In my last question, I explained that Worker Groups are collections of XenApp servers that are managed as a single unit. Worker Groups often contain servers of the same configuration. Using similar configurations, an administrator can scale out application availability by adding more XenApp servers to a Worker Group as user load increases.
Servers in those Worker Groups are often also located in the same physical location, although they don't necessarily need to be. It's a good idea for users to connect to the XenApp server that's geographically appropriate for their location and their needed applications. A Worker Group preference and failover policy provides a way to link users to that appropriate Worker Group.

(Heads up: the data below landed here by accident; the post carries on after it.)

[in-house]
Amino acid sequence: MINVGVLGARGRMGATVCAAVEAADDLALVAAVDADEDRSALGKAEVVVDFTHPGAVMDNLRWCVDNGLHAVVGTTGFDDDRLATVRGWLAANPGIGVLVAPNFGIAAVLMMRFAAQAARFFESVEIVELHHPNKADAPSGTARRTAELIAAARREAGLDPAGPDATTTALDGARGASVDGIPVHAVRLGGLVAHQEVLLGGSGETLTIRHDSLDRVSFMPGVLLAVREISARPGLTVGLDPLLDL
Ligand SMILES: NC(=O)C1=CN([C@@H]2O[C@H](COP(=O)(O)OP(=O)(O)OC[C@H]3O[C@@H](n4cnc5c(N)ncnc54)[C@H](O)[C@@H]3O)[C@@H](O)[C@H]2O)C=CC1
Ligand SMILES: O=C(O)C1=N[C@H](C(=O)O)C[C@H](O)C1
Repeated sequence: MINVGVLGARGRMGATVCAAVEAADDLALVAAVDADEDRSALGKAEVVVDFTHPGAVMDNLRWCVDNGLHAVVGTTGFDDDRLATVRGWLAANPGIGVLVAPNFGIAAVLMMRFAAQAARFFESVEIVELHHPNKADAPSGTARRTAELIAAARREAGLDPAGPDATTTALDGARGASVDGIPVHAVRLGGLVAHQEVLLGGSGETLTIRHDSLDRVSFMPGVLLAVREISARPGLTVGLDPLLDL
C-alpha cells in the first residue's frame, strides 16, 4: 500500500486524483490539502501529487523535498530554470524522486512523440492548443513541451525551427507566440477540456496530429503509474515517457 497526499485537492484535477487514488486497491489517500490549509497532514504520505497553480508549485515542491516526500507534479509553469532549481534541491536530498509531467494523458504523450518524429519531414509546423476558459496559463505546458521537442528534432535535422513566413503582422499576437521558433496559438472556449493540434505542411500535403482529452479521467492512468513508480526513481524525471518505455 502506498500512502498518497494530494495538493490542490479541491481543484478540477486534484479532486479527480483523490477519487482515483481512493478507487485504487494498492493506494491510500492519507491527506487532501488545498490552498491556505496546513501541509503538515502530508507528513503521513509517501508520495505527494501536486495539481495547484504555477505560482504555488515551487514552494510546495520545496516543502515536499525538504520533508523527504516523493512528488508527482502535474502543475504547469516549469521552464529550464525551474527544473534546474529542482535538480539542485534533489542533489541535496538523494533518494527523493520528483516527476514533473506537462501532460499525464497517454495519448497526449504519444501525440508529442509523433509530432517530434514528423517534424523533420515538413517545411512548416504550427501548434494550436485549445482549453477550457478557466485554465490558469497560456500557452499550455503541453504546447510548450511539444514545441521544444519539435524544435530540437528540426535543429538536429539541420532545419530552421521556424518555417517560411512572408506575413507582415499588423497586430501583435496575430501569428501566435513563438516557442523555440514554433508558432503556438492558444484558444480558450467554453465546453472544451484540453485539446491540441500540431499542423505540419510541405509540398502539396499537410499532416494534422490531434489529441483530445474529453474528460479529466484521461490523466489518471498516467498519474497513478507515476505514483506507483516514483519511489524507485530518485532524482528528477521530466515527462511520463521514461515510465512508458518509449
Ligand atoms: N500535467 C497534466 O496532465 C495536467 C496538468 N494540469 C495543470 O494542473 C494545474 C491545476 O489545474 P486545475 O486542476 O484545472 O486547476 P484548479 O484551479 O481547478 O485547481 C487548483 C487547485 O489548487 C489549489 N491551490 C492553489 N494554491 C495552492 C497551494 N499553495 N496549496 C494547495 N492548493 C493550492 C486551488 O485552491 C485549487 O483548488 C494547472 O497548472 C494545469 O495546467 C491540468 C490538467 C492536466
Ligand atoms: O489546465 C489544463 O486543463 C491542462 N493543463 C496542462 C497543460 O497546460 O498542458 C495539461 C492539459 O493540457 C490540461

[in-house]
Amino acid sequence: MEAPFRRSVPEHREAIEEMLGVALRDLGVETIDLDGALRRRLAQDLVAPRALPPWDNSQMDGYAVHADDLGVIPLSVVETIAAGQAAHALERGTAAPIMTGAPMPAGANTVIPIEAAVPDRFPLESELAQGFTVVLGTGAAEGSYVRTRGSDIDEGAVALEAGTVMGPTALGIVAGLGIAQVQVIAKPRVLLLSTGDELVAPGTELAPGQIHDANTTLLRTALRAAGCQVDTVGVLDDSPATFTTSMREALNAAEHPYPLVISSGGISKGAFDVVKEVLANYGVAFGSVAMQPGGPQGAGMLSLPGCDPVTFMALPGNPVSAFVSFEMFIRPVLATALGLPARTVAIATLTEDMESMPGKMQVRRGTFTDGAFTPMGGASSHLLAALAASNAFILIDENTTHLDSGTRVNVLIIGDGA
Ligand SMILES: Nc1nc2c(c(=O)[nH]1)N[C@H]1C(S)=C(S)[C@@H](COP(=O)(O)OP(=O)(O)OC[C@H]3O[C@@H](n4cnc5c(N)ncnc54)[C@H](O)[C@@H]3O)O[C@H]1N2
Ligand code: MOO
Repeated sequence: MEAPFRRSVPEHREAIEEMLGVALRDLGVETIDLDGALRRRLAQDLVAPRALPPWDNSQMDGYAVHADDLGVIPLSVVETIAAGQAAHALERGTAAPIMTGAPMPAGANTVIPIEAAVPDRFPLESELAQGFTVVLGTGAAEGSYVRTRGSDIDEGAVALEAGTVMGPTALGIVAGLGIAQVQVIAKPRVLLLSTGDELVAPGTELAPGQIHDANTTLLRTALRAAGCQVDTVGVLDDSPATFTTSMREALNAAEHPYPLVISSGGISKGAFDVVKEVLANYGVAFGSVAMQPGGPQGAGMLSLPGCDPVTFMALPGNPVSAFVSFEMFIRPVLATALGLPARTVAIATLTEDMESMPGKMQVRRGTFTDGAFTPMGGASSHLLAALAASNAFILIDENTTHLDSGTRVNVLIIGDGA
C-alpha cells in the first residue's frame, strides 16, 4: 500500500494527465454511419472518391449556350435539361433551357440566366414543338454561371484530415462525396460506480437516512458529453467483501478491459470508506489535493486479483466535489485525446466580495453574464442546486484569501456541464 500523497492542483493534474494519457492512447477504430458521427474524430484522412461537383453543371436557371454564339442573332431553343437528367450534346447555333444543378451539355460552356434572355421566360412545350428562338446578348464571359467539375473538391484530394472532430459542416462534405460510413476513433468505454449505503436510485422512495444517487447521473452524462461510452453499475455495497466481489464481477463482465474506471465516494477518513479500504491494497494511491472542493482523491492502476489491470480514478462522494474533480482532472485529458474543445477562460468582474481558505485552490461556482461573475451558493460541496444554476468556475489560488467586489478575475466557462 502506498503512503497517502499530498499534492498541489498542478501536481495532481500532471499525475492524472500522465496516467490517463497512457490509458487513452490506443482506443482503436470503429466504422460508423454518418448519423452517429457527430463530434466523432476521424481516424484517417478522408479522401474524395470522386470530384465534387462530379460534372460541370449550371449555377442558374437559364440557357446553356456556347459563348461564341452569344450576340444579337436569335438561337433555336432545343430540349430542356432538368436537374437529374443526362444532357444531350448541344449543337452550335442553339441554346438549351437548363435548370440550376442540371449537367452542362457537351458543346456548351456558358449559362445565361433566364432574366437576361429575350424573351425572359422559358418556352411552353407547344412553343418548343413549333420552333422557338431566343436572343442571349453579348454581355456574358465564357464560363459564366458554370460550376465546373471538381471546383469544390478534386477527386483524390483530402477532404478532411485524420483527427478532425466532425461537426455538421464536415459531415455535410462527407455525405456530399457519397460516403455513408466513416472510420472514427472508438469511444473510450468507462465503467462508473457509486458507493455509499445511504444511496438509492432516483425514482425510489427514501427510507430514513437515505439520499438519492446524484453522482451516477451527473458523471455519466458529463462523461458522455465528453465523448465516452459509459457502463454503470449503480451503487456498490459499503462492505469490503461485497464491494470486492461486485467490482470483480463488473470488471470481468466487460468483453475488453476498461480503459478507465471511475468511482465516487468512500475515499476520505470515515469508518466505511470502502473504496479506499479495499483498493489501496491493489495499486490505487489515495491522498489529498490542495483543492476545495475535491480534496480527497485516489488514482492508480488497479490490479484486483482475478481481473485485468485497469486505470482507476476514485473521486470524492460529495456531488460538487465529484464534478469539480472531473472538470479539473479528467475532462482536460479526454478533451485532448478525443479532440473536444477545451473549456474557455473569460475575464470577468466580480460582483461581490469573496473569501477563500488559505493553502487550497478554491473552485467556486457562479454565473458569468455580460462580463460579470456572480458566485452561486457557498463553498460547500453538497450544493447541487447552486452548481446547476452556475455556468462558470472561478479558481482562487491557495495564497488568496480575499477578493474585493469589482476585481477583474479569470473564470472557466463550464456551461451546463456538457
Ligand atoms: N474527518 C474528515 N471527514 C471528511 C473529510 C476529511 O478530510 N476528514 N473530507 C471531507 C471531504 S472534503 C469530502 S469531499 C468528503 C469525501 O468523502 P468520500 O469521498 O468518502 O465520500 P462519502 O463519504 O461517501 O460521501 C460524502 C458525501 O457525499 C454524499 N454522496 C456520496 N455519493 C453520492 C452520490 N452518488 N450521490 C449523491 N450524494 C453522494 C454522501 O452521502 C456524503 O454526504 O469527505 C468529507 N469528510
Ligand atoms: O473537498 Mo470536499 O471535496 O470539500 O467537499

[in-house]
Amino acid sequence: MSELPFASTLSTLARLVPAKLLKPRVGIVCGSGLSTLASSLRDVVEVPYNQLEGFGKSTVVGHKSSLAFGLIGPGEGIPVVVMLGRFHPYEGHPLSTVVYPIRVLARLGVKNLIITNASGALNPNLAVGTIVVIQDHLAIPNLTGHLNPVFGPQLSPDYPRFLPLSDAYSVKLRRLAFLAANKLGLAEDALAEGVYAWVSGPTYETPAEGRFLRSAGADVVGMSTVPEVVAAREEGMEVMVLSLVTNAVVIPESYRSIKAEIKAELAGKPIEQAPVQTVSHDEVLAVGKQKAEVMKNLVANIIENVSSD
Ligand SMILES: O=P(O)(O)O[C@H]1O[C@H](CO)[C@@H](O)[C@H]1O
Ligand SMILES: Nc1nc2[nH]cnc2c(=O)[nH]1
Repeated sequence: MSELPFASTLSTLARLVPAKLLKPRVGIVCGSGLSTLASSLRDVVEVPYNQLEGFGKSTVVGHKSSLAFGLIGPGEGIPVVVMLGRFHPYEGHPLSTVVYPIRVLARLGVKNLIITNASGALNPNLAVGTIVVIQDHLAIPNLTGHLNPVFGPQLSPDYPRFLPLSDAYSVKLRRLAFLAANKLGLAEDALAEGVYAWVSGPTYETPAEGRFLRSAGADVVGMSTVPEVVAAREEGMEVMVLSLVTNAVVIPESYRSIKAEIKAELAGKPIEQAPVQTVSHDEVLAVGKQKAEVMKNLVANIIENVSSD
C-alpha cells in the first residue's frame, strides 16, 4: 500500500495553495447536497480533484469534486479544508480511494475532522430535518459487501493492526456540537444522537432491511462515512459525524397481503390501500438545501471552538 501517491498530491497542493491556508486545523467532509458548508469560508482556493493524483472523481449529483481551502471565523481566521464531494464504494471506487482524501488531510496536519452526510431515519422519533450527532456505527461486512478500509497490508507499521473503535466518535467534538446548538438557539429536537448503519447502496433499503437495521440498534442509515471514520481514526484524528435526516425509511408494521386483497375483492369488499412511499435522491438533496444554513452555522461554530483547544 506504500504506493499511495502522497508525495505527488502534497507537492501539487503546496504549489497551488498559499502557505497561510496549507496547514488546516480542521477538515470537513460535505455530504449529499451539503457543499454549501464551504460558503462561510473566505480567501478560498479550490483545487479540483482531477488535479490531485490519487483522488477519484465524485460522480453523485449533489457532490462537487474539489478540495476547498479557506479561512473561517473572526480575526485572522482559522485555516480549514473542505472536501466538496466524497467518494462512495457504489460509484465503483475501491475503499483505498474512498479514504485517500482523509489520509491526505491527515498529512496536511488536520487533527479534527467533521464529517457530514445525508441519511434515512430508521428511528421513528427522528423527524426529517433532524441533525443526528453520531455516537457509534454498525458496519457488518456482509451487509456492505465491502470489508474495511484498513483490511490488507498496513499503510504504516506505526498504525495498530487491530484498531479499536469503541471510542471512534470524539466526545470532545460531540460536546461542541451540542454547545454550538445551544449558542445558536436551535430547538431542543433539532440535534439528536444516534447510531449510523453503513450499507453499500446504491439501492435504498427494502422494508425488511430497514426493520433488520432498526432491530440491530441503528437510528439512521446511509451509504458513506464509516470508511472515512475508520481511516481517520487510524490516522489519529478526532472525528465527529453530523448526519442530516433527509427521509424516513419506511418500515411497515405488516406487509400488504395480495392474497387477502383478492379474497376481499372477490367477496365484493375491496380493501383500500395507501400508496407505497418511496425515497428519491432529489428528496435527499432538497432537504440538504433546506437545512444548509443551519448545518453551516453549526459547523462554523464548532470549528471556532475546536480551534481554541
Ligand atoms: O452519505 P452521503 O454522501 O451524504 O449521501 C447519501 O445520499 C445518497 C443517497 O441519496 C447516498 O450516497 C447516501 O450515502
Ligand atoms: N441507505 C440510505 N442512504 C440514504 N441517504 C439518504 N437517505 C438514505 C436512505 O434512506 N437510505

Finding the appropriate Worker Group during a service outage is also important. Sometimes a Worker Group or the network connection between a client and its primary Worker Group isn't available. When this happens, users must be re-routed to the next most appropriate Worker Group to obtain their applications. A Worker Group Preference and Failover policy identifies the primary and backup Worker Groups to which users will connect in any of these situations.